Is your name Peter, I asked? Just to make sure. “Because you’re causing a bit of a commotion inside my boat.”
He confirmed it was him, and asked if he could play. He’d return Sunday morning he said. Fat chance said my crew back in the boat. “Not if he’s got a concert.” He’d be up late partying they assumed. Nice try though.
Come morning my team wasn’t there, but Pete Doherty was. Along with a retinue including his keyboard playing wife, Katja, from the Puta Madres, and his sled dog — which settled down to study the swans from the roof of a narrowboat double-moored next to me.
A mate tuned Pete’s guitar while I fumbled with the sound system. He was about to start when I remembered he’d neither signed in, nor recorded the statement I wanted every artist to make. Who were they? And why were they playing for free in the cold? Useful for future grant applications, I hoped. Would he mind?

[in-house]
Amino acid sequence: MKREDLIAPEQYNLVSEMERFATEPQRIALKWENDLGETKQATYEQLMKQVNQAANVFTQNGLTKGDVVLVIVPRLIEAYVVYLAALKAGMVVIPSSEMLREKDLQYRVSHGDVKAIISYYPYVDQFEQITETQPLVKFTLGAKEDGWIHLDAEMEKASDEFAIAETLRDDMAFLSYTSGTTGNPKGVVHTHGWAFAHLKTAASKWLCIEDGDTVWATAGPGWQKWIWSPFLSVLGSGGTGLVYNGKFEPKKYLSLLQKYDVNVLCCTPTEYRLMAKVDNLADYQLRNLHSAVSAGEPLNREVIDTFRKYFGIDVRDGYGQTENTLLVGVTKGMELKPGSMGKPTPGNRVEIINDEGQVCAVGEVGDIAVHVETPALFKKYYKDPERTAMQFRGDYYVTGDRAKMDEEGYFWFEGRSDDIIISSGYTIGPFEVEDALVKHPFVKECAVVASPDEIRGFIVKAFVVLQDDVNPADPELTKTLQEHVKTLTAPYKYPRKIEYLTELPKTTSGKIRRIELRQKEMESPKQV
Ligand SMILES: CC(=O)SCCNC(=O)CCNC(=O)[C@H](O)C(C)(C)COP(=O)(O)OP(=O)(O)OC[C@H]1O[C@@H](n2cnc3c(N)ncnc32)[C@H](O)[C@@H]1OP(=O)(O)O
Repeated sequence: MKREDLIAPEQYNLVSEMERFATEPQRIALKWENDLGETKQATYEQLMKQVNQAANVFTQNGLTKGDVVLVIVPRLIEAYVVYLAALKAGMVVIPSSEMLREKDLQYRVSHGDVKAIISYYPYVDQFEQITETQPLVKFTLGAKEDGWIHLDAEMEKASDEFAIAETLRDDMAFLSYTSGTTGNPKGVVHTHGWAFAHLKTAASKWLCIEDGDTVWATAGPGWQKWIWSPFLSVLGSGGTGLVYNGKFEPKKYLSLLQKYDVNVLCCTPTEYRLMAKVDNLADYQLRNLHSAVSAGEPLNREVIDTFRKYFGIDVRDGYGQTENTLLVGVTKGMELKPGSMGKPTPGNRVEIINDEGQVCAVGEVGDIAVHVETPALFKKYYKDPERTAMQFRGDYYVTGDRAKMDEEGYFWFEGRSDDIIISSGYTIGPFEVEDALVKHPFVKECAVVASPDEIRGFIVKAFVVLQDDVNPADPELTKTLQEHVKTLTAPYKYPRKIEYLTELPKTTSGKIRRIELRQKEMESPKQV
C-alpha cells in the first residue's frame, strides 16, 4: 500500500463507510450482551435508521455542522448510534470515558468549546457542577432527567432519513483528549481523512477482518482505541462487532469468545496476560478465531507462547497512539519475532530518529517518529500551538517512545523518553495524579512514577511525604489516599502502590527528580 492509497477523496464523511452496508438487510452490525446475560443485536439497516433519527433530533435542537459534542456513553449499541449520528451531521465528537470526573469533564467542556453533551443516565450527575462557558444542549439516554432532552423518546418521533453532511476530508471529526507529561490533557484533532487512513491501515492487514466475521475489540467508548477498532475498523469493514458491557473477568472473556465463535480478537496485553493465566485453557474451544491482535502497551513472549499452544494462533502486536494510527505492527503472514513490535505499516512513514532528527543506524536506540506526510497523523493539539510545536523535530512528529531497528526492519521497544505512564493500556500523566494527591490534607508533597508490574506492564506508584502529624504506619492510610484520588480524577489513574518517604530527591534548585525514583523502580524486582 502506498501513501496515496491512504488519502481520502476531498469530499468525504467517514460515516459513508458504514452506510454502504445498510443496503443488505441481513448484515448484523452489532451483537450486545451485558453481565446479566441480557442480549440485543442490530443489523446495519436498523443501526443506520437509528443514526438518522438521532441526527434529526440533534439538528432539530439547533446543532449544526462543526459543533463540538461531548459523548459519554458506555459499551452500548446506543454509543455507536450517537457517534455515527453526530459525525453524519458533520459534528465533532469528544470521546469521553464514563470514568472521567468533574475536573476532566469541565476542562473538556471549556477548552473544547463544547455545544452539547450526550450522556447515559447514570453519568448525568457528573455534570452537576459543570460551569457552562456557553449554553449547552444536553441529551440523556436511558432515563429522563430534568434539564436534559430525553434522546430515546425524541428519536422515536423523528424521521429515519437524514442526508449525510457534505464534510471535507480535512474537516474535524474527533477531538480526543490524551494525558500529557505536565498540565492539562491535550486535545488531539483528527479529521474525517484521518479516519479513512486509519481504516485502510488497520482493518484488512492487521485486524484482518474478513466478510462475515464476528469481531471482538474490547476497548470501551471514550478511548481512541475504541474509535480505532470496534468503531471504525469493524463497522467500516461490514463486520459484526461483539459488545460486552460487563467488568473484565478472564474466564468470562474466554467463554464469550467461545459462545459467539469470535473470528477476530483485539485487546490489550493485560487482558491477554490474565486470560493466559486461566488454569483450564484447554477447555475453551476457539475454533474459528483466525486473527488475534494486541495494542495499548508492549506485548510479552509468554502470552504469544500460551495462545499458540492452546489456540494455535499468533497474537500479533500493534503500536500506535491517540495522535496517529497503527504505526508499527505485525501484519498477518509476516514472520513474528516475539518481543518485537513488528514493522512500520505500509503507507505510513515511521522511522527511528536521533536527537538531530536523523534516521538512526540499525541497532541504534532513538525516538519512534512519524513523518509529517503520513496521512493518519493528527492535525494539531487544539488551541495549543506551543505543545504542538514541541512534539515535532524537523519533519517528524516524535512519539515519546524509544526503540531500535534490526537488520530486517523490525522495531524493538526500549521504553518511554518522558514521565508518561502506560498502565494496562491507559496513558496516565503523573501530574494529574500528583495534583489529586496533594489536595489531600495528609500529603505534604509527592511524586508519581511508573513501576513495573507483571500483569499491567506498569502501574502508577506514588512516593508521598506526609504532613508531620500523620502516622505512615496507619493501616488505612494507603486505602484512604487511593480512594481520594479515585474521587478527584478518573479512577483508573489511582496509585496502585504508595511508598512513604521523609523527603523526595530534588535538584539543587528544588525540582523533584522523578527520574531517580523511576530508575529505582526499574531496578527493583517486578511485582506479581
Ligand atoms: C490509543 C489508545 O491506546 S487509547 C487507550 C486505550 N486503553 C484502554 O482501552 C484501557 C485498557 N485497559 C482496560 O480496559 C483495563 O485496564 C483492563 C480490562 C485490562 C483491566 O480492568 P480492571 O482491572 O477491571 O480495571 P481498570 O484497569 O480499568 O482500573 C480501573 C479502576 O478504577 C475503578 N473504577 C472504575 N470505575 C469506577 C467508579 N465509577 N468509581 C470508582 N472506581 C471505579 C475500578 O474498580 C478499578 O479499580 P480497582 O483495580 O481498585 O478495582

“My name is Pete Doherty,” he spoke into the mic. “I’m an artist and a dreamer…. and it may sound corny as hell, but to be here on someone’s canal boat playing music… it’s just that kind of Arcadian vision that in the midst of everything…. the pandemic and all the evils in the world, we can still have these moments of joy.”
And then he created one. Roaming my stage with an acoustic guitar, a teddy bear of a man, playing for sheer pleasure. Upbeat tunes with a lilting refrain:
“In Arcady life trips along. It’s pure and simple as the shepherd’s song.”